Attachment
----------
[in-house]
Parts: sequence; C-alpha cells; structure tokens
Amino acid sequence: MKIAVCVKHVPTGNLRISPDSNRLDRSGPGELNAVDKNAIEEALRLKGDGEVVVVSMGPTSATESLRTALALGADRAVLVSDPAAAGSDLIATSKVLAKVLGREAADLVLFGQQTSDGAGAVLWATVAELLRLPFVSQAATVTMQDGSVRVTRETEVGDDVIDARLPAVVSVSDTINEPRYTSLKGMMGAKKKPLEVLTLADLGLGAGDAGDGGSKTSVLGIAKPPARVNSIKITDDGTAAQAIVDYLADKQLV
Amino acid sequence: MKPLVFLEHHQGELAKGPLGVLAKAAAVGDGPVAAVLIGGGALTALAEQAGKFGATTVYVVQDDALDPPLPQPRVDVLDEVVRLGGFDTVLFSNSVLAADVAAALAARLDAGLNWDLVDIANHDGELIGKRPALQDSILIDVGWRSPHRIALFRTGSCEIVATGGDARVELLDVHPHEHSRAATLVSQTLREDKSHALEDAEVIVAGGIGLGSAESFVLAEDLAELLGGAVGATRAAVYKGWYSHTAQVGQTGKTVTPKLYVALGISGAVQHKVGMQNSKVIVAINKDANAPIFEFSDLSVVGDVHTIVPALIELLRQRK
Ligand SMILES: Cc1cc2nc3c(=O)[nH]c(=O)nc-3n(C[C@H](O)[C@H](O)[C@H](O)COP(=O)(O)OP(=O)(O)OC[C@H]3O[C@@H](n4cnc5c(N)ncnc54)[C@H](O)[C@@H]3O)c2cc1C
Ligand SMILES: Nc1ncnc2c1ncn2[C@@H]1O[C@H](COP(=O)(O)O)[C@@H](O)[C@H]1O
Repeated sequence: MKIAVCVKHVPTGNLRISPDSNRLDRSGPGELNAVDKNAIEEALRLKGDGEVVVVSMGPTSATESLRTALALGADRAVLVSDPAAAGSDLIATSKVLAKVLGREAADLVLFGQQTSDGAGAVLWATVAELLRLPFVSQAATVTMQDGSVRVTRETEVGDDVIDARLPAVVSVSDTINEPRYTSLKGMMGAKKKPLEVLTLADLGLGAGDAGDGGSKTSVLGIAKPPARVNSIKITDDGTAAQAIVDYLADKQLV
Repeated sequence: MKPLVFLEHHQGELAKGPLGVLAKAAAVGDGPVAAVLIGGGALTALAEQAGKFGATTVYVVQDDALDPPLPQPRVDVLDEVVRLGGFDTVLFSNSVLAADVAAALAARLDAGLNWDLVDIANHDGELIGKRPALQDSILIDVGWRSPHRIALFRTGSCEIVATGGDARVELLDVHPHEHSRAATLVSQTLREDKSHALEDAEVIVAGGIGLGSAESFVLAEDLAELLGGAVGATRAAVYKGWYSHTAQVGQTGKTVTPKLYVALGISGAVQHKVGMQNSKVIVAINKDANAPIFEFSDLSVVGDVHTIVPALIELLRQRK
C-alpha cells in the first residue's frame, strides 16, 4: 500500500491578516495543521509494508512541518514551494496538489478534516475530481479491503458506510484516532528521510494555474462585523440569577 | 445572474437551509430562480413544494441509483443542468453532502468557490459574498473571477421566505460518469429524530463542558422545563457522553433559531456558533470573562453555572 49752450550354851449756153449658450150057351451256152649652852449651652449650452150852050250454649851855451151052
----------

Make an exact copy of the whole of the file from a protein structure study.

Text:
[in-house]
Parts: sequence; C-alpha cells; structure tokens
Amino acid sequence: MKIAVCVKHVPTGNLRISPDSNRLDRSGPGELNAVDKNAIEEALRLKGDGEVVVVSMGPTSATESLRTALALGADRAVLVSDPAAAGSDLIATSKVLAKVLGREAADLVLFGQQTSDGAGAVLWATVAELLRLPFVSQAATVTMQDGSVRVTRETEVGDDVIDARLPAVVSVSDTINEPRYTSLKGMMGAKKKPLEVLTLADLGLGAGDAGDGGSKTSVLGIAKPPARVNSIKITDDGTAAQAIVDYLADKQLV
Amino acid sequence: MKPLVFLEHHQGELAKGPLGVLAKAAAVGDGPVAAVLIGGGALTALAEQAGKFGATTVYVVQDDALDPPLPQPRVDVLDEVVRLGGFDTVLFSNSVLAADVAAALAARLDAGLNWDLVDIANHDGELIGKRPALQDSILIDVGWRSPHRIALFRTGSCEIVATGGDARVELLDVHPHEHSRAATLVSQTLREDKSHALEDAEVIVAGGIGLGSAESFVLAEDLAELLGGAVGATRAAVYKGWYSHTAQVGQTGKTVTPKLYVALGISGAVQHKVGMQNSKVIVAINKDANAPIFEFSDLSVVGDVHTIVPALIELLRQRK
Ligand SMILES: Cc1cc2nc3c(=O)[nH]c(=O)nc-3n(C[C@H](O)[C@H](O)[C@H](O)COP(=O)(O)OP(=O)(O)OC[C@H]3O[C@@H](n4cnc5c(N)ncnc54)[C@H](O)[C@@H]3O)c2cc1C
Ligand SMILES: Nc1ncnc2c1ncn2[C@@H]1O[C@H](COP(=O)(O)O)[C@@H](O)[C@H]1O
Repeated sequence: MKIAVCVKHVPTGNLRISPDSNRLDRSGPGELNAVDKNAIEEALRLKGDGEVVVVSMGPTSATESLRTALALGADRAVLVSDPAAAGSDLIATSKVLAKVLGREAADLVLFGQQTSDGAGAVLWATVAELLRLPFVSQAATVTMQDGSVRVTRETEVGDDVIDARLPAVVSVSDTINEPRYTSLKGMMGAKKKPLEVLTLADLGLGAGDAGDGGSKTSVLGIAKPPARVNSIKITDDGTAAQAIVDYLADKQLV
Repeated sequence: MKPLVFLEHHQGELAKGPLGVLAKAAAVGDGPVAAVLIGGGALTALAEQAGKFGATTVYVVQDDALDPPLPQPRVDVLDEVVRLGGFDTVLFSNSVLAADVAAALAARLDAGLNWDLVDIANHDGELIGKRPALQDSILIDVGWRSPHRIALFRTGSCEIVATGGDARVELLDVHPHEHSRAATLVSQTLREDKSHALEDAEVIVAGGIGLGSAESFVLAEDLAELLGGAVGATRAAVYKGWYSHTAQVGQTGKTVTPKLYVALGISGAVQHKVGMQNSKVIVAINKDANAPIFEFSDLSVVGDVHTIVPALIELLRQRK
C-alpha cells in the first residue's frame, strides 16, 4: 500500500491578516495543521509494508512541518514551494496538489478534516475530481479491503458506510484516532528521510494555474462585523440569577 | 445572474437551509430562480413544494441509483443542468453532502468557490459574498473571477421566505460518469429524530463542558422545563457522553433559531456558533470573562453555572 49752450550354851449756153449658450150057351451256152649652852449651652449650452150852050250454649851855451151052